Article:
What's So Great About It?(SPOILERS): This is a series that knows drama. There isn't a single twist in this series that feels tame. Seriously, you read any twist in this story and your heart is torn right out, thrown on the floor and completely destroyed, all before the story kicks it back up into the air and slams it back to where it belongs. But it's too late by then, your heart is hurt. It can't cope with how emotional this stuff is. And not just that, it feels realistic. Okay, that needs some adjustment. It FEELS realistic, even when it's clearly stuff that would NEVER happen. For example there's the reveal of Azusa Odagiri (another of Hatsumi's love interests) true intentions and the motivation for them. See, turns out he's out to hurt Hatsumi's Father by hurting Hatsumi, because he's convinced that the Father had an affair with his Mother, ruining his life and leading to his Mother's death from ill health. That's a real convoluted plot, but one that is treated in such a manner that you believe that not only COULD it happen, but you can realistically imagine it happening as you read. That's pretty damn impacting.

Still, I can't truly address what makes this series great without dealing with the huge fucking elephant in the room: Hatsumi is abused by Ryoki, the character she stays with. And it's treated like it's acceptable. Now, you and I both know that it is absolutely NOT acceptable, and it reads in a way that absolutely SHOWS it's not acceptable, but it IS shrugged off more often than not. This actually becomes comedic more than once when he goes beyond the acceptable threshold and gets CONSTANTLY INTERRUPTED. But what matters here isn't how horrible Ryoki can behave, but how he grows throughout the story. What was once a horrible and petulant child in the body of a man, a person who doesn't understand how to interact with others correctly because of their... corrupt upbringing. It's a man growing from his nurture to discover who he truly is. And in the end he's still a jerk, sure, but he's no longer horribly abusive in attempts to show affection or in dealing with others. He's just kinda a dick. And if we're honest, isn't that the best any man can aspire to be? It also helps that on more than one occasion along the way he shows that underneath it all is a gentleman, ready to protect the people he cares about. I mean the man saves Hatsumi from Azusa's attempted gangrape situation in an incredibly gallant move. You don't get much better than that deep down, do you?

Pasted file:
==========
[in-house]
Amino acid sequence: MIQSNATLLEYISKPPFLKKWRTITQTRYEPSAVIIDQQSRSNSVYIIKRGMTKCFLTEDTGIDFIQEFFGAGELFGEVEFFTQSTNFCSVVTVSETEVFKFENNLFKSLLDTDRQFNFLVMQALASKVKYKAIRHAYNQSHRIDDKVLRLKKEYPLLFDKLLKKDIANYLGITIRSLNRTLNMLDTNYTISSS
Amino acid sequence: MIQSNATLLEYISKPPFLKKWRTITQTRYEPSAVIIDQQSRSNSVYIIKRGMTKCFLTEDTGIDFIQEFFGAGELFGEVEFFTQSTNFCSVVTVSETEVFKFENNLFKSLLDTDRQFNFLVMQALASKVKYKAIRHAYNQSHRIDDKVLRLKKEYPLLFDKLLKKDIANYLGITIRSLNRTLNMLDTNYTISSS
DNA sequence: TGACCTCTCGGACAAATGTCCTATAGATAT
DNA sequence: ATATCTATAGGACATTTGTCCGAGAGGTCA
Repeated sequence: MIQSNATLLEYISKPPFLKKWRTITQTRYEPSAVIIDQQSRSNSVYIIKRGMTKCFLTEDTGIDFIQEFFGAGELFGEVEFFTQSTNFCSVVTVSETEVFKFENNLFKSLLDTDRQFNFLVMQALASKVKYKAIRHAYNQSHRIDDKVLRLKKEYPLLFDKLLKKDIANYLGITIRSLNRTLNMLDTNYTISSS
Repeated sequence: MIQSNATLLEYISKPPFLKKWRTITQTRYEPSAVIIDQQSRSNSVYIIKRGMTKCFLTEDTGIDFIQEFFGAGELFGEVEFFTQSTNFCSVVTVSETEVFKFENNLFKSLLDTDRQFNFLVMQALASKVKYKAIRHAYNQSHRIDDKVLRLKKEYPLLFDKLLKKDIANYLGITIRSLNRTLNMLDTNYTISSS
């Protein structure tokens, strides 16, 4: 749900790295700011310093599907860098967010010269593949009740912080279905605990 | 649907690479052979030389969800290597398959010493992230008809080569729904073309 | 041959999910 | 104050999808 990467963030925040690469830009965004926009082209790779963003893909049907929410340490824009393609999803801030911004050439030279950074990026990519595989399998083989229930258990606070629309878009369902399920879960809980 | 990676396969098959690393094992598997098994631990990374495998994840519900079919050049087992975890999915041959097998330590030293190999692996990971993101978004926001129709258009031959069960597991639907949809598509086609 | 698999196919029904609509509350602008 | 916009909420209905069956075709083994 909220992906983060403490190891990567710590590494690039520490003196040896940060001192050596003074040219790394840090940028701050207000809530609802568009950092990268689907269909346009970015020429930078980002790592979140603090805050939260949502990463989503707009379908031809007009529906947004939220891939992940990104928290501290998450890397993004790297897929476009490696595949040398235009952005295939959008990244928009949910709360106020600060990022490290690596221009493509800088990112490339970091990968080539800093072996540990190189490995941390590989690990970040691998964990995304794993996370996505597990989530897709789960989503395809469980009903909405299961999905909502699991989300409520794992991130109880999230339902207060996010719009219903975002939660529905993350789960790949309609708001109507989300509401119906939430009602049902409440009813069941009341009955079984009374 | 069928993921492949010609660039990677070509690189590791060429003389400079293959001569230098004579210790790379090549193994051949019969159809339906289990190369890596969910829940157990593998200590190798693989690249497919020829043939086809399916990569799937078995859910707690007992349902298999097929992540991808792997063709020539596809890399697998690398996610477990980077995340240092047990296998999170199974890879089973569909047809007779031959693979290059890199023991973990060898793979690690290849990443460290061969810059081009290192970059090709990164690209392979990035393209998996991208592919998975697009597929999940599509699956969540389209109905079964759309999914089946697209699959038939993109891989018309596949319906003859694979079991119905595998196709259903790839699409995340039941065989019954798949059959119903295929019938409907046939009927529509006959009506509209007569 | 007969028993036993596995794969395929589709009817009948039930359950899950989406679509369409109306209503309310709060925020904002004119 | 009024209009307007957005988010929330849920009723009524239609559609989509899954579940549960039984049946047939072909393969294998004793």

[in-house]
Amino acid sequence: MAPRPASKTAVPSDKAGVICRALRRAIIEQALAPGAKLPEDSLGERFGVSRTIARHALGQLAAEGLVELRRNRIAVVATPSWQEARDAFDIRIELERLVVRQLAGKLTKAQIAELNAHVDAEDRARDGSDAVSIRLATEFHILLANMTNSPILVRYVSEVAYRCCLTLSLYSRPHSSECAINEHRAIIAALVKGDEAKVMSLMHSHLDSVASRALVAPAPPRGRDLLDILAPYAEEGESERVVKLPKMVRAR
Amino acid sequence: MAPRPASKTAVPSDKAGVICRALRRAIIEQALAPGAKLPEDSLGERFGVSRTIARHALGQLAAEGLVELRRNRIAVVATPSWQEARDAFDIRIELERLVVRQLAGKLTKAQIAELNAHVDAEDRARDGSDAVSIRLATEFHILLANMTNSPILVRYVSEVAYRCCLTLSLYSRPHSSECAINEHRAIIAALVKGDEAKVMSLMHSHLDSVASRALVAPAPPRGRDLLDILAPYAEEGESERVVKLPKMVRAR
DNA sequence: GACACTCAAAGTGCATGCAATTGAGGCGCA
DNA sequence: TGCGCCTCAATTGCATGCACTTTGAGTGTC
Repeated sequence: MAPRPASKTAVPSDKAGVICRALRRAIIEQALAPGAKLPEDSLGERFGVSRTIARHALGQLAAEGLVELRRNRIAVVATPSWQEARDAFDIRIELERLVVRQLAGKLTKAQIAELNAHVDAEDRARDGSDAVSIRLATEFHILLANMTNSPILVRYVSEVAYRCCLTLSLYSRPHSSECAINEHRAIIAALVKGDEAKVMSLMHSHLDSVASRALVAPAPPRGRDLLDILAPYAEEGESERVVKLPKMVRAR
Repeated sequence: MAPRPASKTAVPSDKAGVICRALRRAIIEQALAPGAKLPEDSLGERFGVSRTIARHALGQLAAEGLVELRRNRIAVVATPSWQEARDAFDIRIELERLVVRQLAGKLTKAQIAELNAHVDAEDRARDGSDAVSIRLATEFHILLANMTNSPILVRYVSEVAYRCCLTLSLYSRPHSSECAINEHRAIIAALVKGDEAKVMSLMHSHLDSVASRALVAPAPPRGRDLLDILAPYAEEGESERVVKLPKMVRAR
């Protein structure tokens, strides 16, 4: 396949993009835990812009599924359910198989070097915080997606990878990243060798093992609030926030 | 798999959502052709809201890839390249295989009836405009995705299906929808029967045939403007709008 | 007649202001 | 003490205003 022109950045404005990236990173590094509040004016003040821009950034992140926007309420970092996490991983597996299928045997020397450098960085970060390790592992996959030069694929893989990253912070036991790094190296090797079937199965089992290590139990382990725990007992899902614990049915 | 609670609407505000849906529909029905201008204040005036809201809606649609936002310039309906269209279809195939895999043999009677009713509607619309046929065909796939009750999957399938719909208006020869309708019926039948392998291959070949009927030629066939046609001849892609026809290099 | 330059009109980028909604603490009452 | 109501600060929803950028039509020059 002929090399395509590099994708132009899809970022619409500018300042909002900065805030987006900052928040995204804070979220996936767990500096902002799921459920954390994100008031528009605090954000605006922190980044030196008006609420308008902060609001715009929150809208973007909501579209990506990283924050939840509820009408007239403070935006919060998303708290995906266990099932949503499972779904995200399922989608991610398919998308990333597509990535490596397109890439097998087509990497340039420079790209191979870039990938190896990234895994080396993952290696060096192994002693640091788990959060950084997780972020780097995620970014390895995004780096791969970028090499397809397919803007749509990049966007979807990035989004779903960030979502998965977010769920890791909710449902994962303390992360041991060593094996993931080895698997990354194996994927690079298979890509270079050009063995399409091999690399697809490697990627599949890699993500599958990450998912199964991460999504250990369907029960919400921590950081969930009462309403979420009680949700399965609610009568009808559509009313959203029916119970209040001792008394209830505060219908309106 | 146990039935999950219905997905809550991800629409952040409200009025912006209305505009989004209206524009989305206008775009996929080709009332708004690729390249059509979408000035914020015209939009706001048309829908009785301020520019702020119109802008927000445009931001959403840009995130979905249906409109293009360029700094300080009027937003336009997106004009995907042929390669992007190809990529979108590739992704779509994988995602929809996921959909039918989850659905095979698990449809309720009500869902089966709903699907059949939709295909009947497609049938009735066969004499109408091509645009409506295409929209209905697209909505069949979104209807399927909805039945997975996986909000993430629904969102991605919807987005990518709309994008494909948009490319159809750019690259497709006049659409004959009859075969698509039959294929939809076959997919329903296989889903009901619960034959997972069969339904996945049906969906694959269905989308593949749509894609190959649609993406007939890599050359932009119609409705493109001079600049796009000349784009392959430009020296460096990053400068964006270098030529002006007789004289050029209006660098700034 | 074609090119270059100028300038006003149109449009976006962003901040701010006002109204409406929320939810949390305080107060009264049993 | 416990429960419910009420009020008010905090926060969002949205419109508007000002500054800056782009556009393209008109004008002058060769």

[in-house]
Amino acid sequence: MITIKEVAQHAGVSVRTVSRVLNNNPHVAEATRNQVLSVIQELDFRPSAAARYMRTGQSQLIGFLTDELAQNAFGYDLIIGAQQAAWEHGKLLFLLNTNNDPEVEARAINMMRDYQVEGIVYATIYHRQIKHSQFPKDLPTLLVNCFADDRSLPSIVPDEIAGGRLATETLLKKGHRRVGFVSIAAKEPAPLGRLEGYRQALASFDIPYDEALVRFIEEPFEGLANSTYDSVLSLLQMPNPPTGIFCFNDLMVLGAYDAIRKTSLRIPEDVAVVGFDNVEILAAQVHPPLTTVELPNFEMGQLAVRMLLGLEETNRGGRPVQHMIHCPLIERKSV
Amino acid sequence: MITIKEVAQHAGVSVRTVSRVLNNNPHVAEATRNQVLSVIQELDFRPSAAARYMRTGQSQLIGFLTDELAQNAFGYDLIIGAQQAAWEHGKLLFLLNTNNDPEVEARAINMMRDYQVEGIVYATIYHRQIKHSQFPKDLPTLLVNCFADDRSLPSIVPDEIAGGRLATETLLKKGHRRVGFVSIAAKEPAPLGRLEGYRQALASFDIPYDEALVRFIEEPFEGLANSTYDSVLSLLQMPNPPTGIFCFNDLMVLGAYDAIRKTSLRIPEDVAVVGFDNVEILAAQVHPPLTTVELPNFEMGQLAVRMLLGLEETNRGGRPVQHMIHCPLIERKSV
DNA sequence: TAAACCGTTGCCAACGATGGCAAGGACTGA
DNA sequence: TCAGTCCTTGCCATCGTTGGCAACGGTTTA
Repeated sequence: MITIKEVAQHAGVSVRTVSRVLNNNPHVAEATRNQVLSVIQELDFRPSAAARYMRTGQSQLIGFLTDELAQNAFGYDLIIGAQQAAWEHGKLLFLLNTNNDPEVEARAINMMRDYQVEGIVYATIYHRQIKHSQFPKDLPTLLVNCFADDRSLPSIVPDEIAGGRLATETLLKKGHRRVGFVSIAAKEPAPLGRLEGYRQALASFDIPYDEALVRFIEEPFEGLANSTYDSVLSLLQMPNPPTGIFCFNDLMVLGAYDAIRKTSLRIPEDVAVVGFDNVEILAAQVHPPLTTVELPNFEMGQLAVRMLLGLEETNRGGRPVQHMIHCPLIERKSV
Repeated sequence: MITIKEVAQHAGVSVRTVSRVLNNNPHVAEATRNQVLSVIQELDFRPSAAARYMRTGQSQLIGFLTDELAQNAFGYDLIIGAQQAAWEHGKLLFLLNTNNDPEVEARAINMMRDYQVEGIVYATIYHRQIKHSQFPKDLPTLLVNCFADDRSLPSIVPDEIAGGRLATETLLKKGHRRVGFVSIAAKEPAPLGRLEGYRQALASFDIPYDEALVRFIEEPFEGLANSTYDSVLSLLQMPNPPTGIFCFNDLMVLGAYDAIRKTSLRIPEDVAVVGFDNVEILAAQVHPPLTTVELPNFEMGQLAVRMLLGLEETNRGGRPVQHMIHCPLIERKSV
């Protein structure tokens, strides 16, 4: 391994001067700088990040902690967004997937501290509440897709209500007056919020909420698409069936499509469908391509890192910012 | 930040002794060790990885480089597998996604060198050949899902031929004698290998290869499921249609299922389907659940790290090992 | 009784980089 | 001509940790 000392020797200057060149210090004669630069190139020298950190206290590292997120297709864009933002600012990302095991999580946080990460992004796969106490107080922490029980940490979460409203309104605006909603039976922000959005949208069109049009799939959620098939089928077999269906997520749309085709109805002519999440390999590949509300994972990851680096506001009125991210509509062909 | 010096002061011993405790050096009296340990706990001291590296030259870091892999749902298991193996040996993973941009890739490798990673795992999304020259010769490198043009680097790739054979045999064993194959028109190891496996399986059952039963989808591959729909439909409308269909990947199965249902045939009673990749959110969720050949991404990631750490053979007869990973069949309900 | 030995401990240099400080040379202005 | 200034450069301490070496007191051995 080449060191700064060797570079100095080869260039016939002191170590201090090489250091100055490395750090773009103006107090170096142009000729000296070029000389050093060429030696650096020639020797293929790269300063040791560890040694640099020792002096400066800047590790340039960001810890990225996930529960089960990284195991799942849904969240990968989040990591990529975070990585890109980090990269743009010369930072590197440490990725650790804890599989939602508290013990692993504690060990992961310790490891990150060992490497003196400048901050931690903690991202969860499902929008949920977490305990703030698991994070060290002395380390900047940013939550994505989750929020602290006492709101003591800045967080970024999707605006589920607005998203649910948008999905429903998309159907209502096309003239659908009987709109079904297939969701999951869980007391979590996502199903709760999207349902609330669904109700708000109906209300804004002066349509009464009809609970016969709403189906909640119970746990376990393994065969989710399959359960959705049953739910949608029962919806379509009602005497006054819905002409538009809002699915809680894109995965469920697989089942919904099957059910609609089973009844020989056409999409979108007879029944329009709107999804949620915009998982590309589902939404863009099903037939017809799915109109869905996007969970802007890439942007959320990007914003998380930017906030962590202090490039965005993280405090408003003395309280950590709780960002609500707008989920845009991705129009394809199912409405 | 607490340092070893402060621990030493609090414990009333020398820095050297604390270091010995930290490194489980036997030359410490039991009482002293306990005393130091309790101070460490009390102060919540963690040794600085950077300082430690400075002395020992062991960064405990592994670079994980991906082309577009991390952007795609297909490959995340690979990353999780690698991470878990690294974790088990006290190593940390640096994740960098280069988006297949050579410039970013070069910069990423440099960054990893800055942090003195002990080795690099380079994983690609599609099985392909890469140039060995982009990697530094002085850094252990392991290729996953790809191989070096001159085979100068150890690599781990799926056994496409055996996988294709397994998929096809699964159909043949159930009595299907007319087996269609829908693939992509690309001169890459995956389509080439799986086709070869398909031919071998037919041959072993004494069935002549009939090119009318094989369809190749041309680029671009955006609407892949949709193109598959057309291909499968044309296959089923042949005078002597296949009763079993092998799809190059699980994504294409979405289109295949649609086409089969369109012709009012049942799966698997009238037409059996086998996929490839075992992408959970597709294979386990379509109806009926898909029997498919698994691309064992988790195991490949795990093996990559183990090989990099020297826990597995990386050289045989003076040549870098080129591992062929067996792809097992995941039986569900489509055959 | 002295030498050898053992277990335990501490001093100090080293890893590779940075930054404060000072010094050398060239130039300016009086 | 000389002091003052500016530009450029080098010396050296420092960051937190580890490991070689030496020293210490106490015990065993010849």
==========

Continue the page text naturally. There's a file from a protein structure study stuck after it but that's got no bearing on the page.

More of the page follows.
Oh and the art and writing is brilliant, and representative of what Shojo manga could truly be if given as much love and care as Miki Aihara has clearly put into her work. But I'm sadly running too short on time to delve into that, and sadly have no scans to back up my claim on this occasion.

Is It Worth Buying?: Originally I would have said it depends on how much you want to read this story. It ran at 12 volumes at about $10/£6 a pop, which added up fast. But due to the rare bit of common sense from Viz Media the series recently got re-released in their 'VizBig' format, which is a high-quality 3-volumes-in-one dealio at a much lower price than they would be seperately. So for about $60/£40 you can get one of the western markets best Shojo manga. And you can't say no to that. Unless you're an arsehole. Or, ya know, if I've offended you with my earlier whinging about Shojo.


You can get Hot Gimmick in both its formats on Amazon (UK) and I implore you to at least grab the first vizbig 3-in-1 volume. For your own good.

1 comment:

  1. No, sir. The stupidest of all manga genres is by far the female Harem type (Love Hina, etc.). You're also wrong about the "Cactus'" thing. Since cactus is a name/noun ending in "s", you would still put the "apostrophe s" at the end. If it were a plural like, for example, apples... then when you make apples into a possessive form you write it as apples'. It always bothers me when people make that retarded mistake.